Monterey (CA) – AMD is getting more aggressive in discussing technologies that are cooking in the company’s labs. What we learned today is that Agena, the firm’s upcoming desktop quad-core processor in fact is alive and kicking and stream processing may very well reach beyond the enterprise application market and finally enable high-powered consumer applications the IT industry promised ten years ago.
AMD is sailing through rough seas these days and there wasn’t much positive news we were able to report about the company lately. However, just in a time when you would expect it the least, AMD is shifting gears and adjust its approach to provide information about technologies that are on the market already, products that will be introduced in the near term and products that are scheduled to be introduced in a few years down the road.
Among the product demos that AMD brought along, especially two products stood out: First, the company showed off the Agena FX quad-core processor, running in tandem with ATI R600 graphics cards as well as DDR2-1066 memory in two test systems. Agena FX is the desktop version of the “Barcelona” Opteron quad-core processor and is scheduled to be launched sometime after Barcelona, which apparently is still on track for a mid-2007 introduction.
AMD had two systems on display, a single-socket “Hammerhead” quad-core Agena FX system as well as a “Wahoo” dual-socket eight-core system, which extends AMD’s dual-socket enthusiast system approach. Details about Agena FX, which is rumored to launch with clock speeds up to 2.9 GHz, were not disclosed and AMD avoided showing any benchmark performance numbers. However, the eight-core system was able to convert 720p video from one format to another (the company declined to comment on file formats) in real time – while maxing out all eight cores at the same time.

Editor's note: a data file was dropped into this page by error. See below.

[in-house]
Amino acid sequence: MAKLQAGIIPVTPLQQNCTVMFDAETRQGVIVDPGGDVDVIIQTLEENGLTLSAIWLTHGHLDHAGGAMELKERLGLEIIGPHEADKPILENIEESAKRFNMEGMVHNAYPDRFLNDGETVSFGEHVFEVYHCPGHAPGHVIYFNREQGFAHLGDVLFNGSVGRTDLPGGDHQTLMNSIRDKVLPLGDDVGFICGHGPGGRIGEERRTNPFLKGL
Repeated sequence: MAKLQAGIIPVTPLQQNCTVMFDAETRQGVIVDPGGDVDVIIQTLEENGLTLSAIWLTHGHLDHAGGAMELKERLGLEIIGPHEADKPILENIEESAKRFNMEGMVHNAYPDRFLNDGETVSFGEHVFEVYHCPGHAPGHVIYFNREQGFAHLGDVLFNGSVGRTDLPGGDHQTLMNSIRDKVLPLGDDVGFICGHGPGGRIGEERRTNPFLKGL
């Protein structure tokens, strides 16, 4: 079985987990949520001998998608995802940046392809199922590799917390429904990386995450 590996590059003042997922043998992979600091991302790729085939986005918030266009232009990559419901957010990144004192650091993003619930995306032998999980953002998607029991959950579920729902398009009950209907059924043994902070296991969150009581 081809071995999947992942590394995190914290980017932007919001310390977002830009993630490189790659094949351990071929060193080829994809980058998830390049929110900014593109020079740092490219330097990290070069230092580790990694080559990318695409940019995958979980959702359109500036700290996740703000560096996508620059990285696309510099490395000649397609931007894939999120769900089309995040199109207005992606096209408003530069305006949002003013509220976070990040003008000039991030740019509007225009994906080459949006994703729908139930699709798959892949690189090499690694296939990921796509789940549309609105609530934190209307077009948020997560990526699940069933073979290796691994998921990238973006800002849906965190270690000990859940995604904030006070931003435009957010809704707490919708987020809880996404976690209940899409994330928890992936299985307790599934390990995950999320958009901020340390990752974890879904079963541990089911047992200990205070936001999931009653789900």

Somewhat unexpected was a demonstration of AMD’s stream processor – basically an adjusted graphics processor. Stream processing demos so far focused on distributed computing or scientific applications. But if AMD has its way, the good old graphics processor may be used as a “general purpose” engine also in consumer software. Two demos were on display, one showcasing rendering, movement recognition and physics, and the other face recognition. Both applications were clearly in an early stage, but they did show off the advantage of a GPU that can take one massively parallel tasks and bring applications such as face and much more reliable voice recognition one step closer to reality.
The first steps into this direction, to which AMD refers to as “accelerated computing” will happen with the release of the “Fusion” processor, which is planned to surface in 2009. While AMD considers the GPU integration in Fusion as a solution that mainly targets mainstream notebooks and offers benefits in terms of power efficiency, production cost and some performance advantages such as reduced latencies, the company hopes that the GPU part evolves into a “general purpose” processing engine over time: By 2012, the company said, software code could be optimized and the potential of a heterogeneous CPU/GPU could be “exploited”.